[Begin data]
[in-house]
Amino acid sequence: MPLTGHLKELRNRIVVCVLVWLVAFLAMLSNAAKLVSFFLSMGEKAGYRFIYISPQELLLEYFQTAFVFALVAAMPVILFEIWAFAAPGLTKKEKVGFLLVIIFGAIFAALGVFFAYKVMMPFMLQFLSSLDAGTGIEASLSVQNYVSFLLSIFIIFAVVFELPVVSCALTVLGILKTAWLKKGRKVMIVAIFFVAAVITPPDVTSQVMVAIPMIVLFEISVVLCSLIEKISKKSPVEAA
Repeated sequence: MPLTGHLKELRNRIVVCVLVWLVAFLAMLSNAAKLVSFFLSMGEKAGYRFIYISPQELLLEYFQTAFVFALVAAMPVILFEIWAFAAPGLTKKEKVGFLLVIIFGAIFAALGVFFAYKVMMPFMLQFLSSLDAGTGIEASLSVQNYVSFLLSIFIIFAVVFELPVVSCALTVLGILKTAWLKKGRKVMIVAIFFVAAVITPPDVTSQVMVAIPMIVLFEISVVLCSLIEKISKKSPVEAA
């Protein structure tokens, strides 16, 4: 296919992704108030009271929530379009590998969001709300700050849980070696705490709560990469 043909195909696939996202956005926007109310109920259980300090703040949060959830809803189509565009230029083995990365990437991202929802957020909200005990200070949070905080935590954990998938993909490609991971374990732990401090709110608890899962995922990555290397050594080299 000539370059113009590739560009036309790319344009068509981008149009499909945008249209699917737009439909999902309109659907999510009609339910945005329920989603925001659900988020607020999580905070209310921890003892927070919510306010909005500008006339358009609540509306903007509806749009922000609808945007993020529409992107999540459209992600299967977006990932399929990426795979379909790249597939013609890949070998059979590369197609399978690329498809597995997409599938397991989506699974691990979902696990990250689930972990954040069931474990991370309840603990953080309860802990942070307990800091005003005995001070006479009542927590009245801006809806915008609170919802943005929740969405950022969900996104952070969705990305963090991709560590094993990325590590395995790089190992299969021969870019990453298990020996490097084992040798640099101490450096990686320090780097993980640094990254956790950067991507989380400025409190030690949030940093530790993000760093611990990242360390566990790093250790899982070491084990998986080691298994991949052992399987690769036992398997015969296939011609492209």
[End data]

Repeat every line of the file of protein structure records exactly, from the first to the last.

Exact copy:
[in-house]
Amino acid sequence: MPLTGHLKELRNRIVVCVLVWLVAFLAMLSNAAKLVSFFLSMGEKAGYRFIYISPQELLLEYFQTAFVFALVAAMPVILFEIWAFAAPGLTKKEKVGFLLVIIFGAIFAALGVFFAYKVMMPFMLQFLSSLDAGTGIEASLSVQNYVSFLLSIFIIFAVVFELPVVSCALTVLGILKTAWLKKGRKVMIVAIFFVAAVITPPDVTSQVMVAIPMIVLFEISVVLCSLIEKISKKSPVEAA
Repeated sequence: MPLTGHLKELRNRIVVCVLVWLVAFLAMLSNAAKLVSFFLSMGEKAGYRFIYISPQELLLEYFQTAFVFALVAAMPVILFEIWAFAAPGLTKKEKVGFLLVIIFGAIFAALGVFFAYKVMMPFMLQFLSSLDAGTGIEASLSVQNYVSFLLSIFIIFAVVFELPVVSCALTVLGILKTAWLKKGRKVMIVAIFFVAAVITPPDVTSQVMVAIPMIVLFEISVVLCSLIEKISKKSPVEAA
């Protein structure tokens, strides 16, 4: 296919992704108030009271929530379009590998969001709300700050849980070696705490709560990469 043909195909696939996202956005926007109310109920259980300090703040949060959830809803189509565009230029083995990365990437991202929802957020909200005990200070949070905080935590954990998938993909490609991971374990732990401090709110608890899962995922990555290397050594080299 000539370059113009590739560009036309790319344009068509981008149009499909945008249209699917737009439909999902309109659907999510009609339910945005329920989603925001659900988020607020999580905070209310921890003892927070919510306010909005500008006339358009609540509306903007509806749009922000609808945007993020529409992107999540459209992600299967977006990932399929990426795979379909790249597939013609890949070998059979590369197609399978690329498809597995997409599938397991989506699974691990979902696990990250689930972990954040069931474990991370309840603990953080309860802990942070307990800091005003005995001070006479009542927590009245801006809806915008609170919802943005929740969405950022969900996104952070969705990305963090991709560590094993990325590590395995790089190992299969021969870019990453298990020996490097084992040798640099101490450096990686320090780097993980640094990254956790950067991507989380400025409190030690949030940093530790993000760093611990990242360390566990790093250790899982070491084990998986080691298994991949052992399987690769036992398997015969296939011609492209």